President Joe Biden endorsed Detroit Mayor Mike Duggan for a third term, calling him “one of the best mayors in America.” The endorsement isn’t a shocker. Biden endorsed Duggan for a second term and even recorded a robo call encouraging Detroiters to re-elect the mayor in 2017. Duggan was an early supporter of Biden’s presidential campaign, and the pair met several times in Detroit last year to get out the vote for Biden. Duggan is running against Anthony Adams in the Nov. 2 election, who he has refused to debate, saying Adams has resorted to “hate speech.” At a press conference last month, Adams responded that Duggan is afraid to debate him “because he is fearful of having his record carefully examined.” “It’s time really to debate the serious issues impacting Detroit,” Adams said. “He throws out this trope about someone talking about hate speech, when in reality that’s a farce. If you look at my campaign issues, I am actually speaking to the issues impacting the quality of life of the citizens of the city of Detroit.”
Governor Gretchen Whitmer has joined a growing chorus of elected officials acknowledging Oct. 11 as Indigenous People’s Day. “The success of tribal communities is inextricably linked to Michigan’s success, and we must ensure that they have an empowered voice and seat at the table,” Whitmer said in a statement. On Friday, President Joe Biden became the first U.S. President to issue an official proclamation for Indigenous People’s Day. A growing number of people have called for Monday, Oct. 11 to acknowledge Indigenous People’s Day instead of Columbus Day amid changing attitudes about Columbus’s genocidal legacy. In 2015, activists vandalized Detroit’s Columbus statue, and in 2020 Detroit officials removed the statue.
Michigan has abruptly abandoned its two-year effort to ban the sale of flavored nicotine vaping products and now plans to take a different approach to address youth vaping, which has sharply declined. The Michigan Department of Health and Human Services withdrew rules this week that were aimed at permanently banning the sale and distribution of flavored nicotine vaping products. “MDHHS is working with our legislative partners to protect youth from the addiction that can result from flavored nicotine vaping products,” MDHHS spokesman Bob Wheaton told Metro Times in a statement Friday. “Because of progress on a legislative solution, MDHHS has pulled back the rules that were to be considered by the Joint Committee on Administrative Rules.” Wheaton is referring to a six-bill package in the state Senate (572-577) that would raise the age requirement for buying tobacco and vaping products from 18 to 21. The legislation also would impose an 18% tax on flavored nicotine liquid and ban the products from being marketed to minors. In September 2019, Michigan became the first state in the U.S. to ban flavored nicotine products. Whitmer issued an executive order, saying the rise in youth vaping constituted a health emergency.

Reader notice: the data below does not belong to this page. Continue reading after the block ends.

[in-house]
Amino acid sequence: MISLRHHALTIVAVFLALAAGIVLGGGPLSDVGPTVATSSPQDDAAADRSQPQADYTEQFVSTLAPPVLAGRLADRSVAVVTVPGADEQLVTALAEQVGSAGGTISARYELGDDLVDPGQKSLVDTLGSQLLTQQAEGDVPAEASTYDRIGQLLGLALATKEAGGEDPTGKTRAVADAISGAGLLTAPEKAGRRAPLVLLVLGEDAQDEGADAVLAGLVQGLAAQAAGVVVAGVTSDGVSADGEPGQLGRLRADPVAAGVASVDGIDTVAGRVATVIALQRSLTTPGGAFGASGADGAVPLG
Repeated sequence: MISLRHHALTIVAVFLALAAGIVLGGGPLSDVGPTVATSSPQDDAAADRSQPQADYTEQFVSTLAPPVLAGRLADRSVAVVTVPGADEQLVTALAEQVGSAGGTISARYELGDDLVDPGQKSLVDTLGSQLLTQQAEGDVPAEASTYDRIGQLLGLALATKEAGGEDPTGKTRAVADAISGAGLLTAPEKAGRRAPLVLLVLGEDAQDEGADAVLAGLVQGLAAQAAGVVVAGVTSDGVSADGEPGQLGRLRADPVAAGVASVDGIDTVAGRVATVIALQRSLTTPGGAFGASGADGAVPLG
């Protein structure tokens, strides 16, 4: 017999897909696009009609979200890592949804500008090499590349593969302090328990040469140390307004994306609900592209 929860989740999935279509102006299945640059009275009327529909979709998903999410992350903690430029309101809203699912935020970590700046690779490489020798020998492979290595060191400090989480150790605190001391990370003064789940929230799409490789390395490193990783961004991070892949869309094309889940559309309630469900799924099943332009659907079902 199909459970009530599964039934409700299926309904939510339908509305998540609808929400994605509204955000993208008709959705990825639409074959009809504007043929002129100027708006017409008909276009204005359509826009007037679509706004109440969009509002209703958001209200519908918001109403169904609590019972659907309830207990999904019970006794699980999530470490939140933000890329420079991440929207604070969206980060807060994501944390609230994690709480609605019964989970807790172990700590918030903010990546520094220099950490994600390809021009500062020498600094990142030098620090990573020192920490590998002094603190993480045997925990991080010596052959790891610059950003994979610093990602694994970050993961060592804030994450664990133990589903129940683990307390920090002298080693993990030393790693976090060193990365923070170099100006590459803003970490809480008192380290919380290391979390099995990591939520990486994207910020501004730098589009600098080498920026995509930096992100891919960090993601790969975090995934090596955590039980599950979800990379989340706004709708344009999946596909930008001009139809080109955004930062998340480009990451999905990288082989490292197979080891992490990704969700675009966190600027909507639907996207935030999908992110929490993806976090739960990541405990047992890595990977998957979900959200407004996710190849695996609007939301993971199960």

Dancing in the streets: Detroit’s Motown Museum continues its planned multimillion-dollar expansion, announcing a new plan for an outdoor plaza. According to a press release, the plaza design is “inspired by a time when young Motown acts like Smokey Robinson and the Miracles, the Supremes, The Temptations, The Four Tops and so many others, would hang out in front of Motown’s headquarters on W. Grand Boulevard.” The design, by Detroit-based Hamilton Anderson & Associates, includes “a beautifully lit granite paver expanse, surrounded by colorful flowers, lush plantings, park benches, and a pop-up performance stage surrounded by a sound system playing their favorite Motown hits.” It’s the next phase of the $55 million project, which calls for expanding the museum to a nearly 50,000-square-foot entertainment and education tourist destination with exhibits, a performance theater, recording studios, expanded retail, and meeting spaces.
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